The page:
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East Sooke Regional Park - Aylard Farm Parking Lot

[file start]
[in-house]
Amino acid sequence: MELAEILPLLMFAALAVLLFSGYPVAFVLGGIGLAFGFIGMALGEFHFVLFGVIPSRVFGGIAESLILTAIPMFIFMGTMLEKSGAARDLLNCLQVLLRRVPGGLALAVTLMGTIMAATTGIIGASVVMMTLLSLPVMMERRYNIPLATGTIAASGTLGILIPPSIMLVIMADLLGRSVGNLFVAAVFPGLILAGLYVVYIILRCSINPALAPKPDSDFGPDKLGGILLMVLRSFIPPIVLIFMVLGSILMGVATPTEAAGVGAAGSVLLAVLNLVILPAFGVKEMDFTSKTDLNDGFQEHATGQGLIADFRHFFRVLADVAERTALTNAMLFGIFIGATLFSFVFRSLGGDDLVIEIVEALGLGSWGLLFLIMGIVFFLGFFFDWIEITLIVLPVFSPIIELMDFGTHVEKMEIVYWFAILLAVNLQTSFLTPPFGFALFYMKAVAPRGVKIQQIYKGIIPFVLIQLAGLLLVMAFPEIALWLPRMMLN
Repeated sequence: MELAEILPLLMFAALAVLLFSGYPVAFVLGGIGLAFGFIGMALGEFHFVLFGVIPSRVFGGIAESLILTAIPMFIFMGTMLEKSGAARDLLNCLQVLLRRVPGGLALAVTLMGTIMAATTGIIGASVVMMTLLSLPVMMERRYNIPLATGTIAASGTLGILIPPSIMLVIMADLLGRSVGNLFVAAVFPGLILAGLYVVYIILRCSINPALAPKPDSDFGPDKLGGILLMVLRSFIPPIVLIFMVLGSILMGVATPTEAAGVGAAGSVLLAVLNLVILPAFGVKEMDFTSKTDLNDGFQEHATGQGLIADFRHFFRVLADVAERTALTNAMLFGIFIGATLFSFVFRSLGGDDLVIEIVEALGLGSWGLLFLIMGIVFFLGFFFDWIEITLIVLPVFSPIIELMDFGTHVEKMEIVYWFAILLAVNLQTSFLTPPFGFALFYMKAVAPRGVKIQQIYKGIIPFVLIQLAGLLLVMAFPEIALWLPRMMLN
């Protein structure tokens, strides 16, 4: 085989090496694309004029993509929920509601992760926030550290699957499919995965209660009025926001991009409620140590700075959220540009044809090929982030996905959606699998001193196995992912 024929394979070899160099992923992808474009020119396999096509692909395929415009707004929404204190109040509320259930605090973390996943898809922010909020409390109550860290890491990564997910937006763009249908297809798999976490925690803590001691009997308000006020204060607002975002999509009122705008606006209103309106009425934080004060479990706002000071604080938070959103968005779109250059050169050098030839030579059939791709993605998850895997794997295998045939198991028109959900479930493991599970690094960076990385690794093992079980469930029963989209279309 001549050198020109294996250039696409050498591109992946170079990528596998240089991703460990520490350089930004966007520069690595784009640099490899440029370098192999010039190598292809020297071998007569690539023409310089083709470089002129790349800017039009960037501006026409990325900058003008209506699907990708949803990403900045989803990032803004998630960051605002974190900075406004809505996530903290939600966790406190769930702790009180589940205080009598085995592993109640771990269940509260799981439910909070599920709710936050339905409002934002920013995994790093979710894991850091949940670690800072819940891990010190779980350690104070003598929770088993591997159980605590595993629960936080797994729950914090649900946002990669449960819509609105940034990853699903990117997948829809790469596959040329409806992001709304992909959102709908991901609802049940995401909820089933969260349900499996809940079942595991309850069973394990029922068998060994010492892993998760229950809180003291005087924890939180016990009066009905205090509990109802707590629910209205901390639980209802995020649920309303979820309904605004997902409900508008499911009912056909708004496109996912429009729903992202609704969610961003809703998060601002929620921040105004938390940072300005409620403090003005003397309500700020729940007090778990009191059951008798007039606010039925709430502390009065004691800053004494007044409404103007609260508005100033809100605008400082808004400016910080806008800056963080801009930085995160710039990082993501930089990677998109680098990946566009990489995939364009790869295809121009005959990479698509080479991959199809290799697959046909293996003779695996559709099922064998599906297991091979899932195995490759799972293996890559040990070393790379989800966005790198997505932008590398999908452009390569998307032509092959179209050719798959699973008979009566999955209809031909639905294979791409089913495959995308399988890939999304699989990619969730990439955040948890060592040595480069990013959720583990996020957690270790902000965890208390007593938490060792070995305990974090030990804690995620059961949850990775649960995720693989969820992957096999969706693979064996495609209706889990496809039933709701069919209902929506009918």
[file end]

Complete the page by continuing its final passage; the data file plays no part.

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The Coast Trail in East Sooke Park is one of the most scenic hiking trails near the Victoria area as it follows the rocky shoreline along Juan de Fuca Strait. The entire Coast Trail takes about 8 hours to complete one-way, however a portion of the trail in the south of the park, from the aylard Farm area to Beechey Head then returning via forested trails, offers a great hiking experience. The route also passes the petroglyphs at Alldridge Point, carved into the rock by the Coast Salish First Nations. From the parking lot area, walk down the main gravel trail and at the first trail to your left, go left and follow it. This trail takes you out to the Coast Trail at Campbell Cove and immediately offers scenic shoreline views. Follow the Coast Trail through the forest and to a junction, where going left takes you on a side trip to the view at Creyke Point. Returning to the junction, continue to follow the Coast Trail as it makes its way through the forest with many glimpses out towards the Juan de Fuca Strait. The trail through this area is not too difficult, although there are some sections where you will have to step up or down and over rocks. Watch your footing through these sections. The trail reaches the beach area at Becher Bay, where you can easily walk down to the sandy shoreline. Just up from the beach and trail is a grassy clearing with picnic tables and a popular area for families to enjoy the park area during the summer as this picnic area is just a short walk back up a gravel trail to the parking lot. Continue the hike by following the Coast Trail as it passes a rugged section just up from the beach area. The trail arrives at a sign at the end of the Becher Bay area where it continues into the forest. The next section to Alldridge Point is longer than the last sections and, again, has some areas that might be a bit challenging but overall, the route is not too difficult. It continues to follow the shoreline, through lush west coast forests, passing many arbutus trees in the process. Eventually, the trail reaches a junction. Go left at the junction and continue a bit further to Alldridge Point, following the signs. Walk out onto the rocks and carefully make your way down, looking for the petroglyphs on the rocks on the right side. The ancient First Nations drawings provide evidence of the Coast Salish people living in the area hundreds of years ago. Unfortunately, the drawings carved into the rocks are fading and can be difficult to see as they have endured years of battering from the winds, rains, and rough west coast weather. At this point, you have to decide whether you want to continue your hike to Beechey Head or return via an Interior Trail to the Aylard Farm parking lot. The next section of Coast Trail to Beechey Head is much more rugged and difficult, requiring lots of effort to climb up and down over rocks and occasionally needing to use your hands for balance. However, the views are even more spectacular as there are several sections that you hike along exposed rock, offering sweeting views south towards the Juan de Fuca Strait. If you decide to return to the parking lot, walk back to the junction you passed just before reaching the petroglyphs and go left at that junction, into the forest following the narrow trail to where it reaches a wide trail. Follow the wide trail to a junction that is marked with signage and go right. Continue to follow the route as it emerges from the forest and you return to the Aylard Farm area. For those hiking to Beechey Head, continue hiking along the Coast Trail as it quickly becomes more difficult. Make your way up and over the rocks, making sure to follow the yellow markers that dot the shoreline showing the path to take. Stop often to soak in the views and watch for wildlife. If you're lucky, seals and sea lions can often be spotted from the trail and, on some occasions, even whales. After hiking for quite sometime along the rugged shoreline, you reach a sign marking a junction. Go left at the sign and walk a few more meters beyond to where the trail opens up onto a rocky outcrop at the southern most area of East Sooke Regional Park. The views from this point are spectacular on a sunny, clear day as you can see as far south towards Washington State's mountains in Olympic National Park. Once you have enjoyed the views, return to the sign at the junction you passed and go left, following the trail into the forest, leaving the coastline behind. Within a minute, you reach anther junction. Go right and continue through the forest, making your way up a small hill and over a ridge as the trail goes deeper into the forest. Stay right at the next junction as the trail now becomes a wide path. The trails through the forest are easy to follow and the junctions are all fairly well marked. Go right again at a junction and continue until you reach a junction where it points to Alldrige Point Petroglyphs on your right. Go straight at this junction (don't go back to the petroglyphs) and continue along the route as you begin to emerge from the forest and can see the parking lot in the distance. Follow the trail all the way to the end where it arrives at the top of the aylard Farm parking lot. Driving Directions The Aylard Farm of East Sooke Park is located on the southeast area of the park. From downtown Victoria, drive to Douglas Street and head northbound as you leave the city and continue driving along Highway #1. Take Exit #10 to View Royal / Colwood and stay in the left, exit lane as you pass underneath the highway. Follow Sooke Road for quite some distance as it leaves the malls behind and continues along a single-lane highway towards Sooke. Watch for signs for East Sooke Park and eventually turn left onto Gillespie Road. Follow Gillespie Road until the end and turn left onto East Sooke Road. At the first street on your right, turn right onto Belcher Bay Road and drive to the end, where you will arrive at the Aylard Farm parking area.